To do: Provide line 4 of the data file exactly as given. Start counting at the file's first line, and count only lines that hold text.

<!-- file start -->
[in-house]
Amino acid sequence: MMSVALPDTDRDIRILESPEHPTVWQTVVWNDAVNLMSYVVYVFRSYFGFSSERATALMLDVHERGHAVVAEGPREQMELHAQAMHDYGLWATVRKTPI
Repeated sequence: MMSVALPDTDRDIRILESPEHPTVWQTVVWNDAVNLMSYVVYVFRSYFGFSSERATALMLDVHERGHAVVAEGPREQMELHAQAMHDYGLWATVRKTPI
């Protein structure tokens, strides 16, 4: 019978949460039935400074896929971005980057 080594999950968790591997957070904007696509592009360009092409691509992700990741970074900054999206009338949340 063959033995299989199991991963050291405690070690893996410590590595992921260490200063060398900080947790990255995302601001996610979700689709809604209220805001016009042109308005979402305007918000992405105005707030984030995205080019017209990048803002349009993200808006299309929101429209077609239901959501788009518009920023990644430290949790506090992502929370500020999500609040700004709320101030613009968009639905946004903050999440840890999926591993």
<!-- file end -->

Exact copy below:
């Protein structure tokens, strides 16, 4: 019978949460039935400074896929971005980057 080594999950968790591997957070904007696509592009360009092409691509992700990741970074900054999206009338949340 063959033995299989199991991963050291405690070690893996410590590595992921260490200063060398900080947790990255995302601001996610979700689709809604209220805001016009042109308005979402305007918000992405105005707030984030995205080019017209990048803002349009993200808006299309929101429209077609239901959501788009518009920023990644430290949790506090992502929370500020999500609040700004709320101030613009968009639905946004903050999440840890999926591993």